Morris, M. & Goodman, N. (2021). Rethink Public Policies to Support Income Production, Savings and Asset Accumulation for People with Disabilities. In Boshara, R. & Rademacher, I. (Eds) The Future of Building Wealth: Brief Essays on the Best Ideas to Build Wealth—for Everyone. (pp105-112). US: Federal Reserve Bank of St. Louis and The Aspen Institute. https://futureofwealth.org/wp-content/uploads/2021/09/the-future-of-building-wealth.pdf.
President Biden’s executive order on Advancing Racial Equity and Support for Underserved Communities (E.O. 13985) makes it clear that the federal government should pursue a comprehensive approach to advancing equity for all, including people of color and others who “have been historically underserved, marginalized and adversely affected by persistent poverty and inequality.”
People with disabilities fit clearly in this category. Congress cited historical marginalization in the findings of the Americans with Disabilities Act (ADA): “discrimination against individuals with disabilities persists in such critical areas as employment, housing, public accommodations, education, transportation, communication, recreation, institutionalization, health services, voting, and access to public services.” The law called this “unfair and unnecessary discrimination.”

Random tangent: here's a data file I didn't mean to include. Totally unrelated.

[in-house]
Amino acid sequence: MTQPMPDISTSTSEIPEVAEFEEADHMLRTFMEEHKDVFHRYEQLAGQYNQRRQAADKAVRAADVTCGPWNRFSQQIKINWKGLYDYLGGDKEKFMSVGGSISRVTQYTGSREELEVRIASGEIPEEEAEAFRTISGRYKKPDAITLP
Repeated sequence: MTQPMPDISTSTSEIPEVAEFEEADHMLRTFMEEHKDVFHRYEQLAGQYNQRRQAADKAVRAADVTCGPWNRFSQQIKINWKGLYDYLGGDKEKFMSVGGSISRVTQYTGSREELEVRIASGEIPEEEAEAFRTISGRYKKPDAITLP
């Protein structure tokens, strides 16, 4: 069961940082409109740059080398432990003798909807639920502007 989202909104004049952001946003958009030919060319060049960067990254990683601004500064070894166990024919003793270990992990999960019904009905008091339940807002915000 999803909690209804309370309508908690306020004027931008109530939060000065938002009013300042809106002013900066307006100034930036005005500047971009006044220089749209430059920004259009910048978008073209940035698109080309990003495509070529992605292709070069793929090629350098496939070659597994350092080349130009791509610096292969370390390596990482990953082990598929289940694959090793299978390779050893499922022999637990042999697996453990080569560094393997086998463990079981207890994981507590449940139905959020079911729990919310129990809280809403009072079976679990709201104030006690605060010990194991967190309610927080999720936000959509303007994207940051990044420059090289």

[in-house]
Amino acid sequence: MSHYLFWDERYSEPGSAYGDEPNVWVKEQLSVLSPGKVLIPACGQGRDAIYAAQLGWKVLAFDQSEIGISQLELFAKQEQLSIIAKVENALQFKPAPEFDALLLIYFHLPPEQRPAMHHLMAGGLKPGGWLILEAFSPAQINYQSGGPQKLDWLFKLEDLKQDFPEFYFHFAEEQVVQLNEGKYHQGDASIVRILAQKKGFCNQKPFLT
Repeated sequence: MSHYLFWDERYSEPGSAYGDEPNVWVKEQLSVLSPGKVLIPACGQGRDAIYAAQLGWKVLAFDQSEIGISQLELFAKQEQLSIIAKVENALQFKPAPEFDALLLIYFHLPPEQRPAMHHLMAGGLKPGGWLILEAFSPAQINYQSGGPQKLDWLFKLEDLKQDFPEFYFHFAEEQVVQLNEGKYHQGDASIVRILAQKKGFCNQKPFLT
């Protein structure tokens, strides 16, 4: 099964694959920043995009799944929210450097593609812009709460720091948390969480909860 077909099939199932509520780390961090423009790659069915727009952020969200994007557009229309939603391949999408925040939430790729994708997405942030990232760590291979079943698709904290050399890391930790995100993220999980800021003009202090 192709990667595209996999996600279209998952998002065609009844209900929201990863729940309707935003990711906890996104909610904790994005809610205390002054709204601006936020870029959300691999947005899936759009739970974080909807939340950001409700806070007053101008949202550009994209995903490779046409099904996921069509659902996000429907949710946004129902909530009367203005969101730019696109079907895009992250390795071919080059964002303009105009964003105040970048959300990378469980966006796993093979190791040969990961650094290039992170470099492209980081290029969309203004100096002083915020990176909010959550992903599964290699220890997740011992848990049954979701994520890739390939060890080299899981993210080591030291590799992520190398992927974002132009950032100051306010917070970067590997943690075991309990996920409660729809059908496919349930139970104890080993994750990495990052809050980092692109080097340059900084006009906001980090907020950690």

Thirty years later, the legacy of marginalization remains evident. Compared to people without disabilities, people with disabilities are twice as likely to live in poverty (26% versus 11%), more likely to live in long-term poverty, twice as likely to be unable to come up with $2,000 if an unexpected need arose in the next month (37% versus 18%) and three times more likely to have extreme difficulty paying bills (23% versus 9%).